We are trudging through wet quaggy sludge, the mud oozes and squelches, over ruined fields we trek, laden with all our possessions. Everything we need to survive: tents, blankets, washing bowls, pots, pans, bread, eggs, milk, Wellingtons, sun hats, ponchos, plasters, medication, sunglasses, tobacco, wine, beer, cheese, crisps, noodles, sausages, mustard, tomatoes, mushrooms. Each step we take is torture as the straps from our bags cut into our skin. We are bent over double dragging trolleys piled high with our chattels. We could be characters in a painting by Bosch or Bruegel.
In fact we are on ‘holiday’ and we are heading for the family camping field at the Latitude Festival. This is the sixth year we have made this claggy travail. As the pain intensifies, as the sweat breaks on our brows, as our muscles strain, we are trying to visualise the half-frozen wine box we have packed, which will incentivise use to reach our goal, and we are wondering why we are doing this.
We are one of the 40,000 who are making the same journey. Why do we all put ourselves through this, we are all asking. A few hours later, we have all been ‘tagged’ with a cloth Latitude bracelet, we are drinking Tuborg from plastic pint tumblers. We are watching The Punch Brothers perform on the Obelisk Stage. The sun is still missing in action, but it isn’t raining, and for this we are pathetically full of gratitude. The band are making a glorious noise, all frantic fiddles and mischievous mandolins, and we are part of a mass of people dancing to the music and making merry. People from all over the world, people of every age, people of every ethnicity. We look at each other and we smile. Everything is right in the world.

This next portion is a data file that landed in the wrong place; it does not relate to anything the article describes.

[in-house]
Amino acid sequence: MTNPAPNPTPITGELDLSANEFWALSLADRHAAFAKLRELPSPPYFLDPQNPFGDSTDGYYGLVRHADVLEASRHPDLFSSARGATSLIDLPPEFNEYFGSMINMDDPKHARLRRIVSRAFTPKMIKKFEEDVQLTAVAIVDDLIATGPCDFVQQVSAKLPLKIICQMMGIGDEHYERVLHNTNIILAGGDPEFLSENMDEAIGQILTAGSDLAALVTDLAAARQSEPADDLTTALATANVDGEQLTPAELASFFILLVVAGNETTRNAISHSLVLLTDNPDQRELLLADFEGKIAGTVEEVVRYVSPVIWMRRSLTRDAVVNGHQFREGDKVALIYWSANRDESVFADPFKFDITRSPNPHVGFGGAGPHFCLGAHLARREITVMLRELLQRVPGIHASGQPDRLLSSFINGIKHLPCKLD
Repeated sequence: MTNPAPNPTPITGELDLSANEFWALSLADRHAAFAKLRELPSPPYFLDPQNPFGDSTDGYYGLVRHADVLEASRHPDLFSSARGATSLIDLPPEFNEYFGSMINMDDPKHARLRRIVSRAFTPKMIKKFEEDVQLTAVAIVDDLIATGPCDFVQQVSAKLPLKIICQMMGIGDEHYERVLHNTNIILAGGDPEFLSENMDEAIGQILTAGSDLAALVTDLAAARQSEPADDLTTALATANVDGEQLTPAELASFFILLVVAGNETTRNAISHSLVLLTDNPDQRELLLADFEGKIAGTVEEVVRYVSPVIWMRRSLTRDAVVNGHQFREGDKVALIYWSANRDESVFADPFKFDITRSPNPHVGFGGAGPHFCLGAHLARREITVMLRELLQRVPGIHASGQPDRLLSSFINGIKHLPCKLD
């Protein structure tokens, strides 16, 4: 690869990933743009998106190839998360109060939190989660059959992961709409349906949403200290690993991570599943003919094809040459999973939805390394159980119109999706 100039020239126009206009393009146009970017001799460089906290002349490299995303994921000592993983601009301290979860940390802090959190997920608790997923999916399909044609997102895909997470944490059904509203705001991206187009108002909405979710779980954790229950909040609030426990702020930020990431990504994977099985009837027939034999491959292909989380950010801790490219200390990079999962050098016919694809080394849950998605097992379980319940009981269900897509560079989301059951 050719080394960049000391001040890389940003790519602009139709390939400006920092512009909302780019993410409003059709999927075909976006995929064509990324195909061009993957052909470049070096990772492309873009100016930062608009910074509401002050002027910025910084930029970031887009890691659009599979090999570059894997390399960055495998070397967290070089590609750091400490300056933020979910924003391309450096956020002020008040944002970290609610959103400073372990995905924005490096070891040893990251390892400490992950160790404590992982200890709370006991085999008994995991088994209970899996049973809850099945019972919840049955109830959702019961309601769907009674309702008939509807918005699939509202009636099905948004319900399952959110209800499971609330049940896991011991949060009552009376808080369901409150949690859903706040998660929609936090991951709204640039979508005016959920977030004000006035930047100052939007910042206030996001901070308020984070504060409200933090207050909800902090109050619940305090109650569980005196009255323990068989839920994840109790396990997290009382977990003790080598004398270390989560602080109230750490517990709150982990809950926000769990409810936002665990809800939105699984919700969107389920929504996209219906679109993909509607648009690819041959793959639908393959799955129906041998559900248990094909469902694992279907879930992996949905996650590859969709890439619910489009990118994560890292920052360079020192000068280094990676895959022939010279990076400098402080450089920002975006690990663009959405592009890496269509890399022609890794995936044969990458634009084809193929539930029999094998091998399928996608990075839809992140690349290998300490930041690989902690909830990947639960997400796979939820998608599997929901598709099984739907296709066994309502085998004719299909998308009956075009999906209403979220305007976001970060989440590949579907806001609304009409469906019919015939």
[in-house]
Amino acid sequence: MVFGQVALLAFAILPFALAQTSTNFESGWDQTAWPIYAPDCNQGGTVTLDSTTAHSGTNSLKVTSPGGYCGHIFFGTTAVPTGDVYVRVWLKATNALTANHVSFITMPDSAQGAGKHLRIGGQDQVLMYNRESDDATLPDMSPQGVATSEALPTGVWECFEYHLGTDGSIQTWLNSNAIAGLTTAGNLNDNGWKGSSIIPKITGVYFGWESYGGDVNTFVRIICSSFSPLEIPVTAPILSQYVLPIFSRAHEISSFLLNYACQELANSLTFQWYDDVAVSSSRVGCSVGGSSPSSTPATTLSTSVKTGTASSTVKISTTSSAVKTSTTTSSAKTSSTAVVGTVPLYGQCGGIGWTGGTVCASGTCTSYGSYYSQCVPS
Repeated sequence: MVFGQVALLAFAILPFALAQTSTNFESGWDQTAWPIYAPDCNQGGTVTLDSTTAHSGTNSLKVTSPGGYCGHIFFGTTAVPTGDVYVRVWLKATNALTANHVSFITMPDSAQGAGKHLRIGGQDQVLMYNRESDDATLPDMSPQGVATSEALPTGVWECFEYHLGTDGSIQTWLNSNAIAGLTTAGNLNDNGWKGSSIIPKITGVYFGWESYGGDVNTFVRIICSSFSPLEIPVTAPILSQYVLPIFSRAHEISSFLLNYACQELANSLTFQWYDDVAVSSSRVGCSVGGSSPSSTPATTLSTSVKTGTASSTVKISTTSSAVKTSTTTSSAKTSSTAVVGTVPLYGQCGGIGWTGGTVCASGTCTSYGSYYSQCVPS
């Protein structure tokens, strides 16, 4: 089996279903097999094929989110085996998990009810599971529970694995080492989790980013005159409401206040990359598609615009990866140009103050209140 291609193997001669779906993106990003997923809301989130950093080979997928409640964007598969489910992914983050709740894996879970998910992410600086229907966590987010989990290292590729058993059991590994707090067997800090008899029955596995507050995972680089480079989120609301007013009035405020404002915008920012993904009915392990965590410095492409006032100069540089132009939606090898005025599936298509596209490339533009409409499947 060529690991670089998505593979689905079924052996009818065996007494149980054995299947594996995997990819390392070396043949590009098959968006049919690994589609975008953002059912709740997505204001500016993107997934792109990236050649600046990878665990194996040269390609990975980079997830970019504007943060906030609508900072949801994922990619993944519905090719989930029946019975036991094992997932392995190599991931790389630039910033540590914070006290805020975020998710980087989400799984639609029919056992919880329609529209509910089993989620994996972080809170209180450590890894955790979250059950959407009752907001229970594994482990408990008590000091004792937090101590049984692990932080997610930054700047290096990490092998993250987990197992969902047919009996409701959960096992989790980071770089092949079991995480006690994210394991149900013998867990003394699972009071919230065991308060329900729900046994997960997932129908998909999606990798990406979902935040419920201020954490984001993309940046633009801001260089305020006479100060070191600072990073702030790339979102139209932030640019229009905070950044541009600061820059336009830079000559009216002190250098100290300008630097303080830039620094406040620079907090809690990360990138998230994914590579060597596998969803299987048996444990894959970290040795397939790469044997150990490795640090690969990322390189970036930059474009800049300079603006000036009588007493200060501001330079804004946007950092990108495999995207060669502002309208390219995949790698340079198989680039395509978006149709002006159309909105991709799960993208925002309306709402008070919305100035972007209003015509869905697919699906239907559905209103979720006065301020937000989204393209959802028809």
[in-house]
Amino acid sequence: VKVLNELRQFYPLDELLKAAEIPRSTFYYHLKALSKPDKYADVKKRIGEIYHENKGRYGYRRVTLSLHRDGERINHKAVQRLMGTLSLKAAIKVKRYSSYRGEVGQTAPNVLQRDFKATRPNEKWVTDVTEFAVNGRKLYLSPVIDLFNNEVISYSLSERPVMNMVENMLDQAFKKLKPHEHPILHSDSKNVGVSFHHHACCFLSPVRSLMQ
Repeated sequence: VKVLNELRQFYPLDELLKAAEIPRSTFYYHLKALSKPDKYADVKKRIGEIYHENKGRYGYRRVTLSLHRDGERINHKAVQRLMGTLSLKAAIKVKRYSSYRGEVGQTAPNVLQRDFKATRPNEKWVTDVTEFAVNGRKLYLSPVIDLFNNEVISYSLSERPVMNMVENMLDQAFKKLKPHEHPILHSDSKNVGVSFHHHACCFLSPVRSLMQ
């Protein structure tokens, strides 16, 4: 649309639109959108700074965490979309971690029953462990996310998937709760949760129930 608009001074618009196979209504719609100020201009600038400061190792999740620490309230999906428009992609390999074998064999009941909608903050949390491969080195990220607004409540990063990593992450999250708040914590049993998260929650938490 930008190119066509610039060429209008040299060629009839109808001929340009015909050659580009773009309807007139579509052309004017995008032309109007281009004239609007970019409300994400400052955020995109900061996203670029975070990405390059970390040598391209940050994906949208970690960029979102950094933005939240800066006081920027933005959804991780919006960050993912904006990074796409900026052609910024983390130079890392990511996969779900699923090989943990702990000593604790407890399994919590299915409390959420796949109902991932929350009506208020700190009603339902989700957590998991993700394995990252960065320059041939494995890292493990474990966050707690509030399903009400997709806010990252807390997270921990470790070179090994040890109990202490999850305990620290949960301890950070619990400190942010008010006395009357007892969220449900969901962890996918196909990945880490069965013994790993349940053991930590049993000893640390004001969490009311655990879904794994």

We watch bands we have never heard of, whose names we can’t pronounce, who play instruments we have never seen before, we listen to geeky men talk about urban bee keeping, we listen to John Pilger tell us not to ask what we need to do to make the world better, just do it. And we believe him. We clap, we cheer, for a moment he is our prophet. We watch Benjamin Zephaniah rap his poetry and we want to elect him. We listen to Rich Hall and we love his curmudgeonly red neck look at our culture.
There are men dressed as women, there are women dressed in very little, there are children dressed in purple gimp suits, there’s a man in his fifties in denim hotpants and a handlebar moustache. We are spattered with mud and drizzle. We all wear Wellingtons. We all drink Tuborg. We all eat stone baked pizzas. We watch Metronomy, First Aid Kit, John Hegley. We attend a discussion on the implication of the discovery of the Higgs particle. We think Brian Cox is Jesus, but only for a nano-second. We see babies in homemade carts. We watch Wooden Shjips in a forest full of ants. We see Richard Hawley, SBTRKT, Elbow, Levellers, John Cooper Clarke, Paul Weller (we think he needs a haircut), Amadou and Miriam, Dexys, Lana Del Ray (we realise she only has one decent song).
It is now one o’clock in the morning and we are watching a Johnny Cash tribute band called Sun of Cash. We are in the Faraway Forest, where trees are strewn with berry red glass orbs full of cryptic messages such as, ‘I have just seen a squirrel and it changed my life’. The man in black is playing Ring of Fire. He is the spit of the real thing. He is from Belfast. We have been here for three days now and we can’t remember where we live. But in one day we will all pack up what remains of our stuff, and like we dreamed the whole scene, every sign of us being here will have vanished within a week. The birds will return to the trees, the sheep (now dyed purple, green, blue and orange) will bleat amongst the flock. We will return to the north where no nightingale sings, but barmen know how to pull a pint with a proper head and our dogs will be happy to see us again. Our washing machines will groan under the strain and a bath will feel like a miracle.